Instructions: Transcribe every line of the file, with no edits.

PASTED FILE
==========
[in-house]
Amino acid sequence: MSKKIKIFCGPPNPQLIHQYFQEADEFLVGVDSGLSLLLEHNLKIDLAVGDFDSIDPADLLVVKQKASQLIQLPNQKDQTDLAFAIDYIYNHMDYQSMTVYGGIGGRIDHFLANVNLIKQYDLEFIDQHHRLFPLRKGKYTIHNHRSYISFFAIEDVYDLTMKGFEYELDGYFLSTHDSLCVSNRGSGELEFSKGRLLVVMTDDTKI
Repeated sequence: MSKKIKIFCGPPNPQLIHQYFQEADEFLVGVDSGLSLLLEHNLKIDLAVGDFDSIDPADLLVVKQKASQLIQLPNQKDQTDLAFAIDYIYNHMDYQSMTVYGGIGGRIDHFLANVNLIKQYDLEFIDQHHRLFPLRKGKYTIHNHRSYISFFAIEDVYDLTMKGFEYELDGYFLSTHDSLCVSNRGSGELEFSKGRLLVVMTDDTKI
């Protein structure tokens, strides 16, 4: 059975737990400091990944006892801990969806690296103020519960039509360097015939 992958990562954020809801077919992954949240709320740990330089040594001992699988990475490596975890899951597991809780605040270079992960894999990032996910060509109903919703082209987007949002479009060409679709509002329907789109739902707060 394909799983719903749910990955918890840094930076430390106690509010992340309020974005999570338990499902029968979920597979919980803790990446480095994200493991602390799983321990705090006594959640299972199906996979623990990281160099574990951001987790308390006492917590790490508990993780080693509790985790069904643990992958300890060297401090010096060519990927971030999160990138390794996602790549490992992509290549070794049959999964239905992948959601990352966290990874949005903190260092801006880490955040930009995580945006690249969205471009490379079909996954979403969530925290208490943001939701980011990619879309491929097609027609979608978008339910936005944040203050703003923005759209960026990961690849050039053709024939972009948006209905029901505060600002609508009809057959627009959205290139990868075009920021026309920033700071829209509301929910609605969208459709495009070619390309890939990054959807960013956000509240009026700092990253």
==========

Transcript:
[in-house]
Amino acid sequence: MSKKIKIFCGPPNPQLIHQYFQEADEFLVGVDSGLSLLLEHNLKIDLAVGDFDSIDPADLLVVKQKASQLIQLPNQKDQTDLAFAIDYIYNHMDYQSMTVYGGIGGRIDHFLANVNLIKQYDLEFIDQHHRLFPLRKGKYTIHNHRSYISFFAIEDVYDLTMKGFEYELDGYFLSTHDSLCVSNRGSGELEFSKGRLLVVMTDDTKI
Repeated sequence: MSKKIKIFCGPPNPQLIHQYFQEADEFLVGVDSGLSLLLEHNLKIDLAVGDFDSIDPADLLVVKQKASQLIQLPNQKDQTDLAFAIDYIYNHMDYQSMTVYGGIGGRIDHFLANVNLIKQYDLEFIDQHHRLFPLRKGKYTIHNHRSYISFFAIEDVYDLTMKGFEYELDGYFLSTHDSLCVSNRGSGELEFSKGRLLVVMTDDTKI
């Protein structure tokens, strides 16, 4: 059975737990400091990944006892801990969806690296103020519960039509360097015939 992958990562954020809801077919992954949240709320740990330089040594001992699988990475490596975890899951597991809780605040270079992960894999990032996910060509109903919703082209987007949002479009060409679709509002329907789109739902707060 394909799983719903749910990955918890840094930076430390106690509010992340309020974005999570338990499902029968979920597979919980803790990446480095994200493991602390799983321990705090006594959640299972199906996979623990990281160099574990951001987790308390006492917590790490508990993780080693509790985790069904643990992958300890060297401090010096060519990927971030999160990138390794996602790549490992992509290549070794049959999964239905992948959601990352966290990874949005903190260092801006880490955040930009995580945006690249969205471009490379079909996954979403969530925290208490943001939701980011990619879309491929097609027609979608978008339910936005944040203050703003923005759209960026990961690849050039053709024939972009948006209905029901505060600002609508009809057959627009959205290139990868075009920021026309920033700071829209509301929910609605969208459709495009070619390309890939990054959807960013956000509240009026700092990253």